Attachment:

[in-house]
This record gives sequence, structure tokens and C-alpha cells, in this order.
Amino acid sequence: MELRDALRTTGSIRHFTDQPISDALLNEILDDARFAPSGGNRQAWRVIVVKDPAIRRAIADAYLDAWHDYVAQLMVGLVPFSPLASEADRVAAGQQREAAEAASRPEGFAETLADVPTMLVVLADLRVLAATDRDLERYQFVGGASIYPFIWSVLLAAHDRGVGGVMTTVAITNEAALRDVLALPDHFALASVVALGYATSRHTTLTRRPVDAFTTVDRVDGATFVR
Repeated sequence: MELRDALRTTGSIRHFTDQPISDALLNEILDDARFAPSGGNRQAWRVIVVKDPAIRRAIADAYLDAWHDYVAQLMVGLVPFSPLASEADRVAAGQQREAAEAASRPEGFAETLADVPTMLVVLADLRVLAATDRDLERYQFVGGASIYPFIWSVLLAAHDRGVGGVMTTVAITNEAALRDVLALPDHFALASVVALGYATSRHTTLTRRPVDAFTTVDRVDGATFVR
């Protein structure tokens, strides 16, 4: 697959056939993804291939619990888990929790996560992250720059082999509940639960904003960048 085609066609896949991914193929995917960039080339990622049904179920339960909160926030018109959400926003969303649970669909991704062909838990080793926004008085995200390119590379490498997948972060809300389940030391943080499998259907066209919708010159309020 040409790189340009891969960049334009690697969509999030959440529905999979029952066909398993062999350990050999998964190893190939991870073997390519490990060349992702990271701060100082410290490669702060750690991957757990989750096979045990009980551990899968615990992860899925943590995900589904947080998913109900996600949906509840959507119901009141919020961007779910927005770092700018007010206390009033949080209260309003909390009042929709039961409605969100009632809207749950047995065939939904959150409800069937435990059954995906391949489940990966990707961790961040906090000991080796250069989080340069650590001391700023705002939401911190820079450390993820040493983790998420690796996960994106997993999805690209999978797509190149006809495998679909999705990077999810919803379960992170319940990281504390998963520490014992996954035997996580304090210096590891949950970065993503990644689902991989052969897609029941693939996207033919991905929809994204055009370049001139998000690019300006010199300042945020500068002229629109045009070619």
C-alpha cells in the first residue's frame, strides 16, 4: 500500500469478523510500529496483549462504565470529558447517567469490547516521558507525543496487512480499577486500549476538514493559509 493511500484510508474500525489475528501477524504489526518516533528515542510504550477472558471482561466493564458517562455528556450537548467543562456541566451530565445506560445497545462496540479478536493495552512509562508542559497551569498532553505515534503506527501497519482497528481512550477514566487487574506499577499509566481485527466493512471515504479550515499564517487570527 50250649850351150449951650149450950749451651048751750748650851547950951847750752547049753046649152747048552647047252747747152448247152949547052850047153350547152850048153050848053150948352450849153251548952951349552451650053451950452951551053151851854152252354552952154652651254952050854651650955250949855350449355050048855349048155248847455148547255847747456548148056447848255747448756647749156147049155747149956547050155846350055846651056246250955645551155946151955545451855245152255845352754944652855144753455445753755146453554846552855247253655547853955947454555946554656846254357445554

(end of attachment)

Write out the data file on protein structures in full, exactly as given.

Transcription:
[in-house]
This record gives sequence, structure tokens and C-alpha cells, in this order.
Amino acid sequence: MELRDALRTTGSIRHFTDQPISDALLNEILDDARFAPSGGNRQAWRVIVVKDPAIRRAIADAYLDAWHDYVAQLMVGLVPFSPLASEADRVAAGQQREAAEAASRPEGFAETLADVPTMLVVLADLRVLAATDRDLERYQFVGGASIYPFIWSVLLAAHDRGVGGVMTTVAITNEAALRDVLALPDHFALASVVALGYATSRHTTLTRRPVDAFTTVDRVDGATFVR
Repeated sequence: MELRDALRTTGSIRHFTDQPISDALLNEILDDARFAPSGGNRQAWRVIVVKDPAIRRAIADAYLDAWHDYVAQLMVGLVPFSPLASEADRVAAGQQREAAEAASRPEGFAETLADVPTMLVVLADLRVLAATDRDLERYQFVGGASIYPFIWSVLLAAHDRGVGGVMTTVAITNEAALRDVLALPDHFALASVVALGYATSRHTTLTRRPVDAFTTVDRVDGATFVR
């Protein structure tokens, strides 16, 4: 697959056939993804291939619990888990929790996560992250720059082999509940639960904003960048 085609066609896949991914193929995917960039080339990622049904179920339960909160926030018109959400926003969303649970669909991704062909838990080793926004008085995200390119590379490498997948972060809300389940030391943080499998259907066209919708010159309020 040409790189340009891969960049334009690697969509999030959440529905999979029952066909398993062999350990050999998964190893190939991870073997390519490990060349992702990271701060100082410290490669702060750690991957757990989750096979045990009980551990899968615990992860899925943590995900589904947080998913109900996600949906509840959507119901009141919020961007779910927005770092700018007010206390009033949080209260309003909390009042929709039961409605969100009632809207749950047995065939939904959150409800069937435990059954995906391949489940990966990707961790961040906090000991080796250069989080340069650590001391700023705002939401911190820079450390993820040493983790998420690796996960994106997993999805690209999978797509190149006809495998679909999705990077999810919803379960992170319940990281504390998963520490014992996954035997996580304090210096590891949950970065993503990644689902991989052969897609029941693939996207033919991905929809994204055009370049001139998000690019300006010199300042945020500068002229629109045009070619």
C-alpha cells in the first residue's frame, strides 16, 4: 500500500469478523510500529496483549462504565470529558447517567469490547516521558507525543496487512480499577486500549476538514493559509 493511500484510508474500525489475528501477524504489526518516533528515542510504550477472558471482561466493564458517562455528556450537548467543562456541566451530565445506560445497545462496540479478536493495552512509562508542559497551569498532553505515534503506527501497519482497528481512550477514566487487574506499577499509566481485527466493512471515504479550515499564517487570527 50250649850351150449951650149450950749451651048751750748650851547950951847750752547049753046649152747048552647047252747747152448247152949547052850047153350547152850048153050848053150948352450849153251548952951349552451650053451950452951551053151851854152252354552952154652651254952050854651650955250949855350449355050048855349048155248847455148547255847747456548148056447848255747448756647749156147049155747149956547050155846350055846651056246250955645551155946151955545451855245152255845352754944652855144753455445753755146453554846552855247253655547853955947454555946554656846254357445554